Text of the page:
The lack of rules (and referees) are one of the best parts of skiing and snowboarding. These endeavours are not team sports and ripping the hill is about having fun and carving your own path to the bottom. It’s all about the freedom, baby!! (Within reason: the Alpine Responsibility Code is worth brushing up on for the basic common sense/safety stuff) Here are some Whistler Blackcomb local guidelines and cultural commonalities that can help make your trip that much smoother. P: Mitch Winton, Coast Mountain Photography
It doesn’t matter how badass you think you were back at your local resort, Whistler Blackcomb and the surrounding Coast Mountains are big enough to spank you. Don’t ever underestimate the mountains; they are in charge and gravity never sleeps. Stay on point, stay humble, stay safe. Learn how to stay safe in the mountains.
This one automatically comes with a bit of whining and moaning from your more weak-kneed riding partners. Basically, the rule is: if there is more than 10 cm (3 inches) of pow on the ground, no one is waiting around while you get a coffee, hit the bathroom, adjust your bindings, take a phone call or whatever it is that you think is more important than fresh pow turns. Pow needs to be shredded, make sure to lock down at least one pow-core friend to watch your back all day, and anyone else holding you back needs to be cut loose. Tired of getting ditched by your friends? Learn why to take a lesson when it’s dumping. Brush up on your pow skills with these performance video series from WB’s Snow School.
Apparently, they have trouble with this in Europe but over here lift line etiquette is almost too simple: everything works by taking turns. When two lines in the maze converge, you take turns merging into a single line. If you don’t know whose turn it is, just offer the other line to go ahead. This is Canada after all, be overly polite! P: Mitch Winton, Coast Mountain Photography
Since Whistler is melting pot of mountain culture, you can dress the way you want – wigs and animal onesies are celebrated! However, while no one will really make fun of you for duct-taped stretchy pants from the 70s, you can expect a few chuckles if you have a “gorby gap” of exposed skin between your goggles and your helmet. (Note: closing up that gorby gap will also keep you warmer and prevent sun/windburn). Looking hot and being cool are both highly subjective so express yourself! These folks in Whistler can help.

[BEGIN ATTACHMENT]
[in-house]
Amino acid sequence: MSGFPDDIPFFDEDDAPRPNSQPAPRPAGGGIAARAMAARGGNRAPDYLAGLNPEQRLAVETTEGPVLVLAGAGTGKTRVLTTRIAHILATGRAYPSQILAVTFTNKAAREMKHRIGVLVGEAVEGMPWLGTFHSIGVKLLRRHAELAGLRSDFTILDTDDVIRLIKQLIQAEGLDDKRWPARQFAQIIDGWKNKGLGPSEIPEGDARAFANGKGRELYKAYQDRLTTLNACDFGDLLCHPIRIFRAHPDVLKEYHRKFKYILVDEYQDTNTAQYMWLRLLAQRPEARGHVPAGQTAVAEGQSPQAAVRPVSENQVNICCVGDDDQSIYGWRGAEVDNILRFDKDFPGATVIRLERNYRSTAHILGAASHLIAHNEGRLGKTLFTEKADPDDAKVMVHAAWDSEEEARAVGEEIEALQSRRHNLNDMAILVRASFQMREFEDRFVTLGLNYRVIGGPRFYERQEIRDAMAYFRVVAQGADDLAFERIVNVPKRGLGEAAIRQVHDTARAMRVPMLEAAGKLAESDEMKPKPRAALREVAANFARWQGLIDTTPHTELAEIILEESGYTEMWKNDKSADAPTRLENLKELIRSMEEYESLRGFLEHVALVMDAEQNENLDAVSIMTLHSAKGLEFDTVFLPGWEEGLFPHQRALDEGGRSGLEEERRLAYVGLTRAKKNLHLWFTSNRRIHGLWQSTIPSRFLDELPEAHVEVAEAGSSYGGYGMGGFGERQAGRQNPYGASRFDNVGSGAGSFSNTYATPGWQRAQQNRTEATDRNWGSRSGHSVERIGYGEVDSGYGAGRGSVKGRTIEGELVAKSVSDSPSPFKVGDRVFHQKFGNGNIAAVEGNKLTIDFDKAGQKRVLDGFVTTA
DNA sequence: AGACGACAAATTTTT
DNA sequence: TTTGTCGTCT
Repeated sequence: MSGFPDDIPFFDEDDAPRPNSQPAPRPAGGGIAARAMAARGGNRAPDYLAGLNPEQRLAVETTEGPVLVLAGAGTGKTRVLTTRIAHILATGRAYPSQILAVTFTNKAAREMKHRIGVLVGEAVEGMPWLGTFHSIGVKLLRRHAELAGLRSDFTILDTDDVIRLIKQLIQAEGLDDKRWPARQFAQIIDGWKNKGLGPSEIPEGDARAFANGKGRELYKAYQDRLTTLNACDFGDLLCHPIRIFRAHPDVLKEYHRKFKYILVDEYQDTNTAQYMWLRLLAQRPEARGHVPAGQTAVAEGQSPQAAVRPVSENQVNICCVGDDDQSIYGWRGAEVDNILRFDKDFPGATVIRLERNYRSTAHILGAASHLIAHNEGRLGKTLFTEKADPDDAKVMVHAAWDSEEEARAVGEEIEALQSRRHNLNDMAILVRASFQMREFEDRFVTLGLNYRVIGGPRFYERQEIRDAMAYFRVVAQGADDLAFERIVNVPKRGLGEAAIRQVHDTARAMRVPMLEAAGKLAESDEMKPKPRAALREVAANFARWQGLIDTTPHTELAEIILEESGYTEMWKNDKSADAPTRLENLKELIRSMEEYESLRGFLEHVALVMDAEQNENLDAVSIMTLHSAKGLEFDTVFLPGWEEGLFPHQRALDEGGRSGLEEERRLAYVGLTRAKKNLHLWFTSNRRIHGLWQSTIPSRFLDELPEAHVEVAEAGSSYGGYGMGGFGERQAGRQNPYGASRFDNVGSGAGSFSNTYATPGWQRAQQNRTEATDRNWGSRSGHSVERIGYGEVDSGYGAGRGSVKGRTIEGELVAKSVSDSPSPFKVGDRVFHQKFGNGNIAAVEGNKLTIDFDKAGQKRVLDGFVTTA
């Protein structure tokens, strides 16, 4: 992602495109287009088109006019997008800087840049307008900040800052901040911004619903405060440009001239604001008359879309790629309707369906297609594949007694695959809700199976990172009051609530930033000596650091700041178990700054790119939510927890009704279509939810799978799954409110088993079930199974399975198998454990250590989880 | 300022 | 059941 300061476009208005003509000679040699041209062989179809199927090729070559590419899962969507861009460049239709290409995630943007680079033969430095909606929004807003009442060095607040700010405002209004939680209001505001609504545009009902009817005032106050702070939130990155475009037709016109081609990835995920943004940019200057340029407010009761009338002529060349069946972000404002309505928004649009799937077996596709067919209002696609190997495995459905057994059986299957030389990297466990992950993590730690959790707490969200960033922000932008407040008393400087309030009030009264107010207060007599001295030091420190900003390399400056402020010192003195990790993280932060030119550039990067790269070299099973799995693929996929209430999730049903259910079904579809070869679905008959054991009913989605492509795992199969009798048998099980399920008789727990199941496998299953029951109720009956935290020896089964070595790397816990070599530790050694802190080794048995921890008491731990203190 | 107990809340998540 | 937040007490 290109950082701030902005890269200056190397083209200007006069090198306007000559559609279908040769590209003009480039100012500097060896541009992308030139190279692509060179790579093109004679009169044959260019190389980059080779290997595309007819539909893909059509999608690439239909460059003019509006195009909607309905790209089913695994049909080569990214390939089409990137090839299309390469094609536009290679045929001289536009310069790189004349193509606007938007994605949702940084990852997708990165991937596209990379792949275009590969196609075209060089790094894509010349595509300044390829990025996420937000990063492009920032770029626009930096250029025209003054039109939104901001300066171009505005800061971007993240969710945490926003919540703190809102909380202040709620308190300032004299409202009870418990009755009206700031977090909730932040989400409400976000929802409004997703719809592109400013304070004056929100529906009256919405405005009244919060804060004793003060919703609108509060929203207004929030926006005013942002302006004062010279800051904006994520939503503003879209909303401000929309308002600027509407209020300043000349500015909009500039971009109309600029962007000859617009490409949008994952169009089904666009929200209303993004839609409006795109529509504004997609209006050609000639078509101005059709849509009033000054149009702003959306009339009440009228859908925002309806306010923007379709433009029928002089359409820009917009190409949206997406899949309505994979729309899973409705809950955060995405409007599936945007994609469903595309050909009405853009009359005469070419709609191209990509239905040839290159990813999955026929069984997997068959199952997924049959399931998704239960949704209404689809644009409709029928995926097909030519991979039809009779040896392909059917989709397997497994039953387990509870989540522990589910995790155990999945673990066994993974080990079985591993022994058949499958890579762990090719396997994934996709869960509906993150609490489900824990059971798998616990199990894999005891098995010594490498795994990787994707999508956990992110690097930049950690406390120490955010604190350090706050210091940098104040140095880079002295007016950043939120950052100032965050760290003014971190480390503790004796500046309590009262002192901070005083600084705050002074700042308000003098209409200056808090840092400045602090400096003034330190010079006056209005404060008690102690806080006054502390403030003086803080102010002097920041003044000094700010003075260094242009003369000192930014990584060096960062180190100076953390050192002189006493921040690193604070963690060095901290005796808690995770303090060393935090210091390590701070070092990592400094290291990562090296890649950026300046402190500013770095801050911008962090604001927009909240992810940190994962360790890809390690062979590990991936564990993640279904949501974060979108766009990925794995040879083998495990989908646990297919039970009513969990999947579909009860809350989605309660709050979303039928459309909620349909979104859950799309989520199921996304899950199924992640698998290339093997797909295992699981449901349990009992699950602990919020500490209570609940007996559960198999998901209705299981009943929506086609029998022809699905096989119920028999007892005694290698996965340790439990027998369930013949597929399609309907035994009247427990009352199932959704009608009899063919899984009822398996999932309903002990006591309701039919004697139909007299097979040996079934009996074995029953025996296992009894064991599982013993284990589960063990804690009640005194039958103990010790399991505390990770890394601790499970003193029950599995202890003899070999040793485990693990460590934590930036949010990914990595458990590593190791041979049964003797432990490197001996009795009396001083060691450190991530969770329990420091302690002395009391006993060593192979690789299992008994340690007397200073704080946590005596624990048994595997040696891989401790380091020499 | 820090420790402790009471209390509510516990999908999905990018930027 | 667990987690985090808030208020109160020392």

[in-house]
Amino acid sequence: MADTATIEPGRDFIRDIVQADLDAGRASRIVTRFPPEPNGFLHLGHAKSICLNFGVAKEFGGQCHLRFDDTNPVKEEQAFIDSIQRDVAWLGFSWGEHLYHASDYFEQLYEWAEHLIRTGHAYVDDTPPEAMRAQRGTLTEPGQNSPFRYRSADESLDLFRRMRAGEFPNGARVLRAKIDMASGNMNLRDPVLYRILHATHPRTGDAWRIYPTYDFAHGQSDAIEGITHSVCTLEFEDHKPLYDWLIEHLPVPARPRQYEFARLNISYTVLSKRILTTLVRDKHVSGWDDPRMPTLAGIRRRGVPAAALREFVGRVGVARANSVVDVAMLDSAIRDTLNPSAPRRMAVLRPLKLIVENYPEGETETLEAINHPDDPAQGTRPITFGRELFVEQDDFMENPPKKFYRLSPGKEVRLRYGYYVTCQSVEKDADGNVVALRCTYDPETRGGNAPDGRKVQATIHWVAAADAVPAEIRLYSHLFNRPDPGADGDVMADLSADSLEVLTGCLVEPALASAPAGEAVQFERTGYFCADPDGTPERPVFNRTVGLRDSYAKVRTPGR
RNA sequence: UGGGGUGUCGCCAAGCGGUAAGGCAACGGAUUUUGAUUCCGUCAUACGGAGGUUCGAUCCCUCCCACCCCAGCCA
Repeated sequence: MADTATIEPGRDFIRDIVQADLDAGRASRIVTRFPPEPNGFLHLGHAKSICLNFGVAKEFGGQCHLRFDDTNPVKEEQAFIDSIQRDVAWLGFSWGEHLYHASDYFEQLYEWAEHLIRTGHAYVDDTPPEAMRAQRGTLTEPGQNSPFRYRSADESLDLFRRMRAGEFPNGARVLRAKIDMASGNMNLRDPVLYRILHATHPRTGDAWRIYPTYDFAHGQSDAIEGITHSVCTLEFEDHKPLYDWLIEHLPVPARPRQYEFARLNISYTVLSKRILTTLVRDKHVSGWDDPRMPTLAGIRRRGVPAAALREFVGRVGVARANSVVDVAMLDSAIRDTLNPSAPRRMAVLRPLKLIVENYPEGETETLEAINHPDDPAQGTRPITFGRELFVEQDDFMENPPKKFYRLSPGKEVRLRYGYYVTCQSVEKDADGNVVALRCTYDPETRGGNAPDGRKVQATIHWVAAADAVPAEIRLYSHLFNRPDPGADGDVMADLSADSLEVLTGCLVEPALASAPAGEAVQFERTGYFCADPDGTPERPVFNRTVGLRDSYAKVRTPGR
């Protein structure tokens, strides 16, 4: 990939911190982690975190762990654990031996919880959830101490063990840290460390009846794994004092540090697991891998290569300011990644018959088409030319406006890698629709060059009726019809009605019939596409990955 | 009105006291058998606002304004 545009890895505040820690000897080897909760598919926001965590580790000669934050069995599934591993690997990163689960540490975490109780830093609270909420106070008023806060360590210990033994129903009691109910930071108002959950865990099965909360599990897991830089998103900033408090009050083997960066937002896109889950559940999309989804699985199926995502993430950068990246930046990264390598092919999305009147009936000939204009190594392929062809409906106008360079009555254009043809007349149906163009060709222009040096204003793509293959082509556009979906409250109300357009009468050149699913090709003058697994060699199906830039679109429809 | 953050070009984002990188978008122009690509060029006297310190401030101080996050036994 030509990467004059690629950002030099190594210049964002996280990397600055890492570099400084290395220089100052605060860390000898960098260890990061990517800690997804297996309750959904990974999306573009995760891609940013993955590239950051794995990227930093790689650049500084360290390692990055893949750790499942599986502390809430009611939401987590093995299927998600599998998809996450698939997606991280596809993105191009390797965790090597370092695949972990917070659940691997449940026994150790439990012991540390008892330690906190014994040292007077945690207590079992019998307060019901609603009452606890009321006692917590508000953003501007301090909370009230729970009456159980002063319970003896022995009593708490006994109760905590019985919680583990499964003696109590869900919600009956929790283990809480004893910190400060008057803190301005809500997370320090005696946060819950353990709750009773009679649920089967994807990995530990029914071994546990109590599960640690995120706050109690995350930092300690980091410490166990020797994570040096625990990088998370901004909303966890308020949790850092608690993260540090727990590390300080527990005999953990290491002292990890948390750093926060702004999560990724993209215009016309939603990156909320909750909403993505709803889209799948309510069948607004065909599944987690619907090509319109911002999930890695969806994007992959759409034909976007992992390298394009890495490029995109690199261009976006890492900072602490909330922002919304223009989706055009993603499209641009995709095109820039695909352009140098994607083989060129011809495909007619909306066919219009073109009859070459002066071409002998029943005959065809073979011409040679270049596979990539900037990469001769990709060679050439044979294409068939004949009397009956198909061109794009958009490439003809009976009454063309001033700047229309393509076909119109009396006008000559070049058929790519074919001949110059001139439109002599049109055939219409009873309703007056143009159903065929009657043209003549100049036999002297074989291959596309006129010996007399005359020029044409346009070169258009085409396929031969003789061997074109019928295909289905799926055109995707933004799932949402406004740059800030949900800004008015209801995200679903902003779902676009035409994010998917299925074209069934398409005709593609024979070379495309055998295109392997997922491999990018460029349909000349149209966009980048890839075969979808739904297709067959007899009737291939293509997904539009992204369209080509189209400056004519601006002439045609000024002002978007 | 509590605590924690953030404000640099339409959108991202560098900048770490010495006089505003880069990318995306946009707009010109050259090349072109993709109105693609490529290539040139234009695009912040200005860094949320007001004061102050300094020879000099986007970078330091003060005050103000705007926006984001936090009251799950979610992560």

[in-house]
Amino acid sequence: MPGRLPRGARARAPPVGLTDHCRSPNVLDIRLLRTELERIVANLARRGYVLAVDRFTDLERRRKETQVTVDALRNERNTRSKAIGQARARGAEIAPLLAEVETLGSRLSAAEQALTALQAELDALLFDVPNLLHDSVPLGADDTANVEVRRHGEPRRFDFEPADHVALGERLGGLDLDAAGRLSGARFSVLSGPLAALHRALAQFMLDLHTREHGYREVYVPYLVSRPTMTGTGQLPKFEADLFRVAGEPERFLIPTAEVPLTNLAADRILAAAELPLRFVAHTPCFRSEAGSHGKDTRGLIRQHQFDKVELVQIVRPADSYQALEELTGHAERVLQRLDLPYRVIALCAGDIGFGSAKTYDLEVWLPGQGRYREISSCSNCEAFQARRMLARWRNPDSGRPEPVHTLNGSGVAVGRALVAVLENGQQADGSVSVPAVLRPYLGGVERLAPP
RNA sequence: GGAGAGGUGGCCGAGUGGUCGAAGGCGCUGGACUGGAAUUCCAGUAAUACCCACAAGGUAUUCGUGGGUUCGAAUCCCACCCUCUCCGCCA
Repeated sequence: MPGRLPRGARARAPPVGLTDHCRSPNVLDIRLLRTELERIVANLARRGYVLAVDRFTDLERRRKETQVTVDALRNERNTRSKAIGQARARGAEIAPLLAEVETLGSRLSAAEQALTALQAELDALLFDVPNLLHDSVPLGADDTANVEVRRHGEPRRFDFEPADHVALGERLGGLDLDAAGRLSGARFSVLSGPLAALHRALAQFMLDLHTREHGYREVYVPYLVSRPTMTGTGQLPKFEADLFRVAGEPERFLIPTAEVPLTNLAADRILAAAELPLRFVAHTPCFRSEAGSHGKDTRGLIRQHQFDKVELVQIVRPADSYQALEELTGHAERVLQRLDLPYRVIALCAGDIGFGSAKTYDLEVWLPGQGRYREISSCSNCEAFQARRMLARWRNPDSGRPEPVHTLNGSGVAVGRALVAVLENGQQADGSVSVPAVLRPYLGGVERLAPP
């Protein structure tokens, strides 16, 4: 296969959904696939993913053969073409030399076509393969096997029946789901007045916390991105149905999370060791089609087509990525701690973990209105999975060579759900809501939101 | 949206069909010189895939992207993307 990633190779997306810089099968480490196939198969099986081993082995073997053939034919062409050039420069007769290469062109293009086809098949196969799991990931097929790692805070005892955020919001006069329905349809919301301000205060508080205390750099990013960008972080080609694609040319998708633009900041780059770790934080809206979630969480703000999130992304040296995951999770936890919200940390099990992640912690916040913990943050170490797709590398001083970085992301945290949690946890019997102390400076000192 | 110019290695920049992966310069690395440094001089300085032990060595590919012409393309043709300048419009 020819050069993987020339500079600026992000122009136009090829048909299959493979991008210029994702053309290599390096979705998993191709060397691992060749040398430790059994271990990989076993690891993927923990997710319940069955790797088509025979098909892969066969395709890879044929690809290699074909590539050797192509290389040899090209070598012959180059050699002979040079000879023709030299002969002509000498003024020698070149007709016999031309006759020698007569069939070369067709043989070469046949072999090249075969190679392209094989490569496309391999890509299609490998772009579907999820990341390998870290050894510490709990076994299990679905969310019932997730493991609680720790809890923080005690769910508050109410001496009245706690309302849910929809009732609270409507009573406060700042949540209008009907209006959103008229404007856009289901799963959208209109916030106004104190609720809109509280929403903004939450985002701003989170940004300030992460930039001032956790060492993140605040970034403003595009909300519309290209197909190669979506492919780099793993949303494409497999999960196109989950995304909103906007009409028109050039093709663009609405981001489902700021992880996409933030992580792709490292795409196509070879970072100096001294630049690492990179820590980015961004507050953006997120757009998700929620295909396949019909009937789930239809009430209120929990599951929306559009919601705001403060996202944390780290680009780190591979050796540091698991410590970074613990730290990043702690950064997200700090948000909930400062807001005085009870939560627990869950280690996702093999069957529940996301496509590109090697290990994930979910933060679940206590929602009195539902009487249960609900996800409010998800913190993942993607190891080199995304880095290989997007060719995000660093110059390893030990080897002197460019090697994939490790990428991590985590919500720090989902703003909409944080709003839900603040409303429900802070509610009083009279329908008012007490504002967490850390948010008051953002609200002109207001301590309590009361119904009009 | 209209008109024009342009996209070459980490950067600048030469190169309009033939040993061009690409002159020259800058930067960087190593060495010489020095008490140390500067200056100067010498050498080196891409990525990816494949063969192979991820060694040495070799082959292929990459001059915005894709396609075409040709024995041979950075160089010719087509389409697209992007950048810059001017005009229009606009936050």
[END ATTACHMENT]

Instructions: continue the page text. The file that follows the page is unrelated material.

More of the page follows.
Terrain parks are their own little microcosm of shred culture, so they have their own rider etiquette. Again, it’s mostly common sense (don’t stop on a landing or where you aren’t visible from above) and good manners (let those ahead of you drop in first), but there are some tricks out there to help your park runs flow. When you first roll into the park, it’s wise to take a scoping run to see what is there and how the landings are looking. If it’s busy, just wait on the in-run until the people who have obviously been there longer have had a chance to go. Once you feel like it’s your turn, and the feature is clear, simply raise an arm, or call “dropping”, and giv’r bud! And no one jumps without a helmet. Watch a video on terrain park etiquette.
Let’s be clear: there is nothing slack about Whistler’s backcountry and thinking that it is mellow or safe will only get you in trouble. Greek mythology is full of cocky bastards who ventured outside the ropes unprepared (Icarus, Tantalus, etc.) so remember, once you are outside of the ski area boundary you are on your own. You need proper training, safety equipment and a partner to dig you out if things go sideways. You should also have up to date knowledge of local snow conditions and have left a trip plan with friends, so they know where you are supposed to be and when you will be back. If any of this sounds surprising or over-cautious you better just stay inside the ropes. (Or take a Backcountry Tour with Extremely Canadian, they have qualified guides who can show you the goods and give you a safer taste of that backcountry powder bliss.) Click here for more resources for backcountry travel. P: Mitch Winton, Coast Mountain Photography
This short hike, on Blackcomb Mountain, leads to some of the best in-bounds fall-line steep skiing of any resort in North America and people will line up to get in there first. The line up is just a bunch of people standing at the bottom of the easiest path in, however, there has been a lot of debate over the years about whether one should stand in the line or ski past it and scurry your way to the top. It’s a very contentious topic. We recommend respecting the line and if you don’t, don’t say we didn’t warn you.
That perfect patch of powder just under the ropes that looks too good to be true probably is. Especially that one off the road between Peak and Harmony. If you go down there you’re walking through creeks and likely spending the night wet, lost, and missing out on a shot-ski at après. Just obey the signs, ok?
The main rule of après is to make sure you do it. Après is your celebration of an epic day on the mountain, or the start of a stellar night on the town, (or both). A useful après tip – when drinking from a shot-ski, don’t forget to line your people up from shortest to tallest to minimize spillage and maximize the party. Finally, if you leave Whistler without seeing the Hairfarmers play après somewhere, at some point, you have not done après correctly. Explore your après options.
While adherence to these guidelines will provide a more exciting, authentic experience for you, the only rules that really matter in Whistler are being friendly, playing safe, and doing what makes you happy. See you on the slopes.